Mortality can be forecast by means of parametric models, principal component methods, and smoothing approaches. These methods either impose rigid modelling structures or produce implausible outcomes. During the talk we propose a novel approach for forecasting mortality that combines a well established smoothing model and prior demographic information. We constrain future smooth mortality patterns to lie within a range of valid age profiles and time trends, both computed from observed patterns. Within a P-spline framework, we enforce shape constraints through an asymmetric penalty approach on forecast mortality. Hence we call the proposed approach a CP-spline model.
Moreover, we properly integrate infant mortality in a smoothing framework so that the mortality forecast covers the whole age range. The proposed model outperforms the plain smoothing approach as well as commonly used methodologies while retaining all the desirable properties that demographers expect from a forecasting method, e.g., smooth and plausible age profiles and time trends. We illustrate the proposed approach to mortality data for Danish females and US males.
Constraining future mortality to observed age profiles and time trends can also be viewed as a way of constraining different subpopulations to behave analogously in terms of mortality shape and trend. In this talk we explore this generalization of CP-splines to forecast the mortality of Australian states and territories.
The proposed methodology offers a new paradigm in forecasting mortality, and it is an ideal balance between pure statistical methodology and traditional demographic models. Prior knowledge about mortality development can be conveniently included in the approach, leading to large flexibility. The combination of powerful statistical methodology and prior demographic information makes the proposed model suitable for forecasting mortality in most demographic scenarios.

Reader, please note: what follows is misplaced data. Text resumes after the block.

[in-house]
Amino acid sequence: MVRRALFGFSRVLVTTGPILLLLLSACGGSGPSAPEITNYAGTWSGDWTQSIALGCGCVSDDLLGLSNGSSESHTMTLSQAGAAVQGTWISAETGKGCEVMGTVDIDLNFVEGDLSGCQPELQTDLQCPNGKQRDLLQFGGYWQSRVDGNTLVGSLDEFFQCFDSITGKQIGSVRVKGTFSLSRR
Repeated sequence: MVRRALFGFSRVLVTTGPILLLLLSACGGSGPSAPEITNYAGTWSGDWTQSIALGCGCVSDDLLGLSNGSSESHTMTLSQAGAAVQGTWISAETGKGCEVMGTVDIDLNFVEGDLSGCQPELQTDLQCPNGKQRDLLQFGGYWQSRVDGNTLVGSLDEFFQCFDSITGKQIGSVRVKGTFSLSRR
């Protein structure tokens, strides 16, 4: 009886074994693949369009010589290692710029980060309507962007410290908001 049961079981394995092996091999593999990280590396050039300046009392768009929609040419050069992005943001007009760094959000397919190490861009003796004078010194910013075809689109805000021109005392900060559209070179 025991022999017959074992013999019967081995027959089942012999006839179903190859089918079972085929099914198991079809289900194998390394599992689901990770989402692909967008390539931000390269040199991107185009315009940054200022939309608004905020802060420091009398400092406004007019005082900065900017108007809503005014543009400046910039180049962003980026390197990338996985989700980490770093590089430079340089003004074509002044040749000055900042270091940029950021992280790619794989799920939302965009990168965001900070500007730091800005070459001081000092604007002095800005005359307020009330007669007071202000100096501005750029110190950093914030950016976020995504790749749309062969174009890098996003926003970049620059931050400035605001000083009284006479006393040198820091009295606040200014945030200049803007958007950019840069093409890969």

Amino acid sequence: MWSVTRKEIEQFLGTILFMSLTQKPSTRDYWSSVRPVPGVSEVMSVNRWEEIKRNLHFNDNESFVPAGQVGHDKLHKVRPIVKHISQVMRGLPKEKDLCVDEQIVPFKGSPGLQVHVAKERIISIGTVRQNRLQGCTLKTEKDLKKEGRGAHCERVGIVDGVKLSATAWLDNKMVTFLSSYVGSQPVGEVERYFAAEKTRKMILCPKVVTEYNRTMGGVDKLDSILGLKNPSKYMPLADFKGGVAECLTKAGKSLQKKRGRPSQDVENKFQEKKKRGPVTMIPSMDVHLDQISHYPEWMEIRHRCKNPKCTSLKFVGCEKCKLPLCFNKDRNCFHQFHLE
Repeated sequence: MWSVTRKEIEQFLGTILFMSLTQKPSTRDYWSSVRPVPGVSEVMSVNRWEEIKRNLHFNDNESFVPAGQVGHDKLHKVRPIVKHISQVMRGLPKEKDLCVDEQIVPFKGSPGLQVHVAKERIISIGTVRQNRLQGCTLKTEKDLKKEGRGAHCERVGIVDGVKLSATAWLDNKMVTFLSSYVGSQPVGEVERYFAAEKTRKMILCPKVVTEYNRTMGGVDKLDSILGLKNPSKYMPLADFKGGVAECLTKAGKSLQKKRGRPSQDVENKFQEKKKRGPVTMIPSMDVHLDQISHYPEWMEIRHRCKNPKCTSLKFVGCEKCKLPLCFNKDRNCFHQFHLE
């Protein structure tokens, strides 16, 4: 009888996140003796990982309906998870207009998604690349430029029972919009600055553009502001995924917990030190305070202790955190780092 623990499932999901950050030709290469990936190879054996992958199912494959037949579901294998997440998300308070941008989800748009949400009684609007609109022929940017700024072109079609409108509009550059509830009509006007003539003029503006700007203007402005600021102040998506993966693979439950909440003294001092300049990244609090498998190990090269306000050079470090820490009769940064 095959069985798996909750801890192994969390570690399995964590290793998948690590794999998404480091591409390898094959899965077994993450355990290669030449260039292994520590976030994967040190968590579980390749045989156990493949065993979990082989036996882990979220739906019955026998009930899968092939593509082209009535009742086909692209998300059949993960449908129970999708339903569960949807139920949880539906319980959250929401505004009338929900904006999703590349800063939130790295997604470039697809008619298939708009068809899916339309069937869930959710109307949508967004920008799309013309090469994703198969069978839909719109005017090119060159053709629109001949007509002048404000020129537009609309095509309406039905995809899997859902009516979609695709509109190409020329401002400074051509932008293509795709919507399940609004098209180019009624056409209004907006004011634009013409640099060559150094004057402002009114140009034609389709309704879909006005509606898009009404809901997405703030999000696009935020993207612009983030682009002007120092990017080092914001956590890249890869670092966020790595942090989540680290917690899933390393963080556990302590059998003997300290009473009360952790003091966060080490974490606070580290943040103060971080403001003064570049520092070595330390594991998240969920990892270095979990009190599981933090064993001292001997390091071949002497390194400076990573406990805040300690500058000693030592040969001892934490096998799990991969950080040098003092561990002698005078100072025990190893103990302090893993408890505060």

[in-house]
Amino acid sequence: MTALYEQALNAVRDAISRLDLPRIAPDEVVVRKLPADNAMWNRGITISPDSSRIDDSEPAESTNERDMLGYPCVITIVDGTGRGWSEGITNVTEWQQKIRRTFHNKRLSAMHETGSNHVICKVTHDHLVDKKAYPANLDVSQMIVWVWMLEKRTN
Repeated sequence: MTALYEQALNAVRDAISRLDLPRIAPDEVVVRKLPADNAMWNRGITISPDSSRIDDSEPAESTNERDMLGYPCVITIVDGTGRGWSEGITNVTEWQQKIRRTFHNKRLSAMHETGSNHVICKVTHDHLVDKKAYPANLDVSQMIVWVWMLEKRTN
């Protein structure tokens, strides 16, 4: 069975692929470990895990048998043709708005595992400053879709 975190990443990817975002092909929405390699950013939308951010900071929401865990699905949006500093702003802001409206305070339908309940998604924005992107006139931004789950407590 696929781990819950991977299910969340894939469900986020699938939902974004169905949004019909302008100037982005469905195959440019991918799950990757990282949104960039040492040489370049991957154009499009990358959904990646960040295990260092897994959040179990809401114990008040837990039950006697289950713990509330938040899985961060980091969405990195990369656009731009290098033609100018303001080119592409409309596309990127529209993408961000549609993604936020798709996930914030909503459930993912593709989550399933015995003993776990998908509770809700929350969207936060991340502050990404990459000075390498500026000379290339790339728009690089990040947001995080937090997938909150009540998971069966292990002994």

Carlo Giovanni Camarda (Giancarlo) is a chargé de recherche at INED (Institut National d’Études Démographiques) in Paris (France). From 2007 to September 2012, he has been research scientist at the Max Planck Institute for Demographic Research in Rostock (Germany). He received his first university education at the Università “La Sapienza” in Rome (Italy) on Social and Demographic Statistical Sciences. Later he continued his study at the Max Planck Institute for Demographic Research within the Laboratory of Statistical Demography. He was awarded the Ph.D. in “Mathematical Engineering: Statistical Sciences and Techniques Area” at the Department of Statistics at Universidad Carlos III in Madrid with a dissertation on “Smoothing Methods for the Analysis of Mortality Development”.
His interests range from mortality forecasting with smoothing techniques and by age-at-death distributions to general theory for the biodemography of human ageing to modeling patterns of digit preference, warping models for lifetime distributions, modelling and smoothing mortality surfaces and reconstruction of mortality series by causes of death. He also has numerous collaborations in European research institutions and he has been involved in various teaching activities. In the past years, he has written some research papers in the field of demography and statistics and he has devised an R package for smoothing and forecasting mortality.
Date & time
Tue 10 Dec 2019, 2–3.30pm
Jean Martin Room, Beryl Rawson Bldg #13, Ellery Circuit, ANU
Dr Giancarlo Camarda, Institut National d'Etudes Démographiques